Cut grass seeds down to size
IT’S THE SEASON WHERE GRASS SEEDS CAN CREATE PROBLEMS FOR DOGS. HERE’S WHAT YOU CAN DO TO AVOID THEM
As the season where grass seeds can cause problems for dogs fast approaches, now is the time to act to protect your pets.
GV Vets owner and veterinarian Brett Davis said grass seeds could cause problems if they were left to burrow under a dog’s skin or get stuck in their ear canal or eyes.
However, he said there were a few things pet owners could do to help stop grass seeds from creating problems for dogs.
Dr Davis recommended trimming back the fur around your dog’s feet so that grass seeds were less likely to get stuck in the fur; or if one did, so that there was a better chance of seeing it.
He also recommended checking your dog’s feet every night for grass seeds.
“They’ll stick in the fur first and you might get the opportunity to pull them out with your fingers before they get under the skin,” he said.
Dr Davis said people should also mow their lawns to help contain grass seeds.
When out walking your dog, you should try and keep them away
from grass seed paddocks and other areas where they were prevalent.
“Prevention is better than cure,” Dr Davis said.
He said most grass seed issues he saw were from the arrowshaped barley grass seeds and he said they could attack “any orifice” of your pet.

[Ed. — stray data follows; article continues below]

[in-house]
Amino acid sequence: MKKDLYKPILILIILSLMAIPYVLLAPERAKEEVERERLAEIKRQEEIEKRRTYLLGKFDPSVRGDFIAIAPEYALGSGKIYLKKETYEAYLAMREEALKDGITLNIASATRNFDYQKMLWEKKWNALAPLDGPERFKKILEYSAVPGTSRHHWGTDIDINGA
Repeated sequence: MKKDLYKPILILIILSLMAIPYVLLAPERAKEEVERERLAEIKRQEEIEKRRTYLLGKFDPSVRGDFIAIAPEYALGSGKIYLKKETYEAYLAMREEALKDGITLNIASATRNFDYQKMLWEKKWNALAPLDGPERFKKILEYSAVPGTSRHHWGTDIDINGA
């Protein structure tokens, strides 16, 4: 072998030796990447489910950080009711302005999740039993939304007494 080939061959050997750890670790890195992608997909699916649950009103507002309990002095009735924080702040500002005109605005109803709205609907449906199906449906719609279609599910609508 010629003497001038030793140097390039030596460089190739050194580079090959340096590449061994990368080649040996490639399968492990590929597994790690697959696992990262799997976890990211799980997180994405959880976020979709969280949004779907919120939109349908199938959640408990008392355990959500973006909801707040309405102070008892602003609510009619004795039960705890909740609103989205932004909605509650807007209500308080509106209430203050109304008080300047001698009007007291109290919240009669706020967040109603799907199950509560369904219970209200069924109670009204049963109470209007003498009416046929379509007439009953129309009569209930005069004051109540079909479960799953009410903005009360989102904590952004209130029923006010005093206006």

The most common ones were in a dog’s feet, where a grass seed had worked its way under the skin, however Dr Davis said he also saw them a lot in ears where they had worked their way down into the ear canal.
They can also get stuck behind a pet’s eyelid — not just in dogs, but also cats.
While tricky to find in the eye, Dr Davis said this was one of the easiest ones to remove.
Sometimes they can go up noses, causing intense sneezing or blood, and on rare occasions they could also be inhaled and go into your dog’s lungs.
Dr Davis said with longer haired dogs, it was important to keep the fur trimmed around their feet during grass seed season, which runs until autumn.
“With long hair, they can burrow in and be difficult to find,” Dr Davis said.
“We can sometimes be trimming hair back to get a grass seed burrowed under the skin and we find scores and scores of them.”
Dr Davis said as soon as the grass seed problem arrived for the season, his veterinary clinic would not go a day without seeing an animal with a problem until the end of the season.
If grass seeds are removed immediately from your pet’s fur, they don’t cause any issues, however Dr Davis said once they had burrowed under the skin, some dogs needed an anaesthetic before they could be removed.